Environmental justice research and activism predominantly focus on openly conflictive situations; claims making is central. However, situations of injustice can still occur even if there is no overt conflict. Environmental Justice and Soy Agribusiness fills this gap by applying an environmental justice incommensurabilities framework to reveal the mechanisms of why conflicts do not arise in particular situations, even though they fall within classic environmental justice schemes.
Empirically, the case study focus is on the remote soy frontier in Northwest Argentina, particularly the town of Las Lajitas as the nucleus of soy production. This represents an excellent example of the recent expansion of the soy agribusiness industry in Latin America. First, a classic environmental justice analysis is carried out. Second, and drawing on the epistemological works of Ludwik Fleck, an alternative analytical framework is proposed, visualising locals’ thought styles on change, effects and potential conflict in relation to soy agribusiness. Here, visceral elements and the application of a jazz methodology are vital for a more holistic form of multisensory cognition. Third, incommensurabilities among the classic and alternative approach are uncovered, arguing for the importance of temporal and spatial contexts in environmental justice research.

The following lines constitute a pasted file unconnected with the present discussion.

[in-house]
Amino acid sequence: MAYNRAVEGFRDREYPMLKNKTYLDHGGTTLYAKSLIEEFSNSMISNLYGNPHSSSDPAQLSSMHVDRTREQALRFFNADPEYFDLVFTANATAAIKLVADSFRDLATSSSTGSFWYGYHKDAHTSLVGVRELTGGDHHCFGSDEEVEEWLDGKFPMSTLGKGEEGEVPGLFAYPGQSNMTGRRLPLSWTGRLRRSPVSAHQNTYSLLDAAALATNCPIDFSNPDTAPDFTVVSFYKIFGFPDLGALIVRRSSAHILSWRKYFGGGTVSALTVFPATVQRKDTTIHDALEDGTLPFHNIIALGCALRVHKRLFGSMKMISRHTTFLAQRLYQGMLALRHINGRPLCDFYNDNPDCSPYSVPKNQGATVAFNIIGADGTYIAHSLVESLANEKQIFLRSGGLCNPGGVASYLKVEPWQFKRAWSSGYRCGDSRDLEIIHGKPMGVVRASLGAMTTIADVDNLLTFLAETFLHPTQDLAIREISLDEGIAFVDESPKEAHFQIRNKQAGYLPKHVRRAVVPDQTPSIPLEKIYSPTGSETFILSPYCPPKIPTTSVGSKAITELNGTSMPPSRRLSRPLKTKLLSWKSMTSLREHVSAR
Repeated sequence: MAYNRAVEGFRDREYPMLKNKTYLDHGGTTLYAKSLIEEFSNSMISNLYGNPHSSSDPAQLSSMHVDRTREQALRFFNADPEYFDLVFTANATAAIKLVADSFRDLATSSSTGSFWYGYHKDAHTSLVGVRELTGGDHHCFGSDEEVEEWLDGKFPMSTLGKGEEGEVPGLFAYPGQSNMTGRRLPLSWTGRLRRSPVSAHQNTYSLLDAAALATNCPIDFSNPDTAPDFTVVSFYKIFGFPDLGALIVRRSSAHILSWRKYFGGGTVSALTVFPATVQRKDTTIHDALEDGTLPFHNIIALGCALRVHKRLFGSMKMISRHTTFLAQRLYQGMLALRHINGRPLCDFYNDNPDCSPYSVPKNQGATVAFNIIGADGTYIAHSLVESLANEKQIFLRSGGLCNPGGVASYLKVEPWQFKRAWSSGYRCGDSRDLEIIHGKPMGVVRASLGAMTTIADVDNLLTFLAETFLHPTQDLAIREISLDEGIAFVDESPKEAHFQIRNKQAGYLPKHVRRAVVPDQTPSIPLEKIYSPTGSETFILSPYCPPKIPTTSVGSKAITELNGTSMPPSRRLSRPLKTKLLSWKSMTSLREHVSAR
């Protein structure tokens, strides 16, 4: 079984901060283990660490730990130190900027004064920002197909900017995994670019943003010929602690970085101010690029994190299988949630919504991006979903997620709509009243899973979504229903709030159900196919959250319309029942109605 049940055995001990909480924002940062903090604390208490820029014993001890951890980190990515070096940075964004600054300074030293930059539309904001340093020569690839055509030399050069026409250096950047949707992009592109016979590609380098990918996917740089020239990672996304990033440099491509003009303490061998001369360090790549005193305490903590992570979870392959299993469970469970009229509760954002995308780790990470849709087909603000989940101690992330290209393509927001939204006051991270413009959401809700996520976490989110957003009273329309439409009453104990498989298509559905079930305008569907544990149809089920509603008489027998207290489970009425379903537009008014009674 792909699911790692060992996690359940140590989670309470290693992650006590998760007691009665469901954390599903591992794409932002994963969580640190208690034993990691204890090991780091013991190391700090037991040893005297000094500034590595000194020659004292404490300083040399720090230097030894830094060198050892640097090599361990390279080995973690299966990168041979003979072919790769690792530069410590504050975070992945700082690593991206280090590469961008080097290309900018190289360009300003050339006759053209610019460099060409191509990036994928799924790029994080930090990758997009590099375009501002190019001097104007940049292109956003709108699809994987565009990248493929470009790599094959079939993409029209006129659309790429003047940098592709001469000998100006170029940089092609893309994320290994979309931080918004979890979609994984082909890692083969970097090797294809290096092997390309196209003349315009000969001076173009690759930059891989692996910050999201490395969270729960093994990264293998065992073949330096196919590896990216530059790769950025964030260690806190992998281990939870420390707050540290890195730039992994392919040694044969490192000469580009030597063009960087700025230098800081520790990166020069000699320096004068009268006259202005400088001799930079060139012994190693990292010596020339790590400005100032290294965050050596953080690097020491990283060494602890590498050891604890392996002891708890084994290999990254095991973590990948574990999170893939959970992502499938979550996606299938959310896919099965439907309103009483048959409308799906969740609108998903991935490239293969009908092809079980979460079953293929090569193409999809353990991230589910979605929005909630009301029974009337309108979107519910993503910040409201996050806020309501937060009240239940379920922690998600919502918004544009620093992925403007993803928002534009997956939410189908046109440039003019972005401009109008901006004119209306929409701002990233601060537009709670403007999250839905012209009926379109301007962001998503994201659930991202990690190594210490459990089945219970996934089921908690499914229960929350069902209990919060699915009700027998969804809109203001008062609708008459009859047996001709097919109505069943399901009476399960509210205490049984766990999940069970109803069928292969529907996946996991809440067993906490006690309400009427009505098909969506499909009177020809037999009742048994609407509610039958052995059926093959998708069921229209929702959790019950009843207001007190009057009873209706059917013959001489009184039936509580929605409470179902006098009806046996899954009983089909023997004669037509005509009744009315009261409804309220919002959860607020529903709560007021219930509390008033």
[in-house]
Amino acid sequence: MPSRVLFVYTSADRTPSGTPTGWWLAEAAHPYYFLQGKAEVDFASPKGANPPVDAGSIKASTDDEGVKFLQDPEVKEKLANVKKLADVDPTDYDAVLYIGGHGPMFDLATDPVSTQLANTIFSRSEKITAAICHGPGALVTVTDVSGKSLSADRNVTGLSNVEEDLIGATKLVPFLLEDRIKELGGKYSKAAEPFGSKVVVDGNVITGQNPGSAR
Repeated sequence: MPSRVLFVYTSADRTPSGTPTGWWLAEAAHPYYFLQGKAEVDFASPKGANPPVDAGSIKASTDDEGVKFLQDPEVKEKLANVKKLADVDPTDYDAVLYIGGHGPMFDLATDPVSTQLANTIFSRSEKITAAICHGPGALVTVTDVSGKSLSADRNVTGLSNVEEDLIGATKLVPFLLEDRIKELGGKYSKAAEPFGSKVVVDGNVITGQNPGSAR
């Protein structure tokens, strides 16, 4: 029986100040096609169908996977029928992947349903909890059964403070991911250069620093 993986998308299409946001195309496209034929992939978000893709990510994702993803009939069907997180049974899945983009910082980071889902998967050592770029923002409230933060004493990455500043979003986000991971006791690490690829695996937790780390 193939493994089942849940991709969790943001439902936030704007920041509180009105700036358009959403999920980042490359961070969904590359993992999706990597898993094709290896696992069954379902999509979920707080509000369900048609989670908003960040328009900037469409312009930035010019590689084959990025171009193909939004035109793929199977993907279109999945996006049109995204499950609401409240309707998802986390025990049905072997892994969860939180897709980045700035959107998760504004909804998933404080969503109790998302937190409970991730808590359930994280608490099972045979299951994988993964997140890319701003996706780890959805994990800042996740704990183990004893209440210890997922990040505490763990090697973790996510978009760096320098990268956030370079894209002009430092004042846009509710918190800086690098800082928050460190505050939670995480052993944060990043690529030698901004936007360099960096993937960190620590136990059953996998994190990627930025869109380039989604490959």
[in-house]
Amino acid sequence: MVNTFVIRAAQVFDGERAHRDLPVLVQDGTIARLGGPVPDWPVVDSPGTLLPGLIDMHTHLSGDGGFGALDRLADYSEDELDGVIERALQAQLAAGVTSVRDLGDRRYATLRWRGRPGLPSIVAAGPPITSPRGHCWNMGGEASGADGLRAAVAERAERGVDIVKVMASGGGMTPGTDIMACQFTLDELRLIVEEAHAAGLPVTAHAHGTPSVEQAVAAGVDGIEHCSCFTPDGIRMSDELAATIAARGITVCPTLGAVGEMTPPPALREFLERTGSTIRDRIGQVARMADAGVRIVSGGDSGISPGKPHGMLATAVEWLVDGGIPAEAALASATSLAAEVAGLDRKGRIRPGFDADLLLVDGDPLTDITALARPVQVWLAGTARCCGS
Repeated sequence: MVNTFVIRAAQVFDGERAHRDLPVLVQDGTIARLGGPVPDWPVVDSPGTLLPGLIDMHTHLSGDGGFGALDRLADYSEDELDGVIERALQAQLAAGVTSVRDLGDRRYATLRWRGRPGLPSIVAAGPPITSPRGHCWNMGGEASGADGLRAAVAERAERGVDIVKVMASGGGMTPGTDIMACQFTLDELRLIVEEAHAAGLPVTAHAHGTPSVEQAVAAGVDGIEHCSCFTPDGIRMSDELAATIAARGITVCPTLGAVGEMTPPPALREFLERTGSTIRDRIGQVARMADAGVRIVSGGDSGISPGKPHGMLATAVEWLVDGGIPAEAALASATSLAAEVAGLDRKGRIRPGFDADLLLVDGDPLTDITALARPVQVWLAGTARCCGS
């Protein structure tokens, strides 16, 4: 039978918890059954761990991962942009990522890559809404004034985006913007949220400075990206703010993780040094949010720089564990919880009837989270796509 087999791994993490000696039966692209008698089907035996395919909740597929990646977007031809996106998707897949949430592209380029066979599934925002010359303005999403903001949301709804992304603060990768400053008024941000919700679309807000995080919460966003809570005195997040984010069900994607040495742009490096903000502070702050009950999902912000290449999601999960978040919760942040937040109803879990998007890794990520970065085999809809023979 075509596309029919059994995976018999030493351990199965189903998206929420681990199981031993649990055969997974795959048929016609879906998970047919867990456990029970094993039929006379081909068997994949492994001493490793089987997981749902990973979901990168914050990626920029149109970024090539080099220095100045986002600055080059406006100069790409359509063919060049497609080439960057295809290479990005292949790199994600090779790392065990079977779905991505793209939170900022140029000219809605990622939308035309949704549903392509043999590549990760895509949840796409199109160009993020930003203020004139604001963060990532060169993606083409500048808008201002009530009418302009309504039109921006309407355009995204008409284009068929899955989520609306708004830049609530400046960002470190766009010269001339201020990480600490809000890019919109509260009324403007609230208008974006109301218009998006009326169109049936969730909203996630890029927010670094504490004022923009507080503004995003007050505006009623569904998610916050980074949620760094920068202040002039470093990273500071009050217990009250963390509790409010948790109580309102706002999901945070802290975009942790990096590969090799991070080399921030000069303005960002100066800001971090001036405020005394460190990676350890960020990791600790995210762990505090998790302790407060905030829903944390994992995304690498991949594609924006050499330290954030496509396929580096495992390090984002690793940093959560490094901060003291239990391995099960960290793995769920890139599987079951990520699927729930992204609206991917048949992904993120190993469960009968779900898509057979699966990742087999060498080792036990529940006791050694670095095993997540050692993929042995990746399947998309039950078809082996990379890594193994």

Table of Contents
Part I: Meta-contextualisation
2. Thought styles and incommensurabilities
3. Method(olog)ical consequences
Part II: Contextualisation
4. (Environmental) Justice
5. Argentina and soy agribusiness
Part III: Re-contextualisation
6. Latin America and environmental justice
7. Chaco Salteño and the environmental justice incommensurabilities framework (EJIF)
8. The case of Las Lajitas: two approaches
Robert Hafner is a postdoctoral researcher, funded by the Post-DocTrack Pilot Program of the OeAW, and a member of the Work Group Development Studies and Sustainability Research, the Institute of Geography, Innsbruck University, Austria.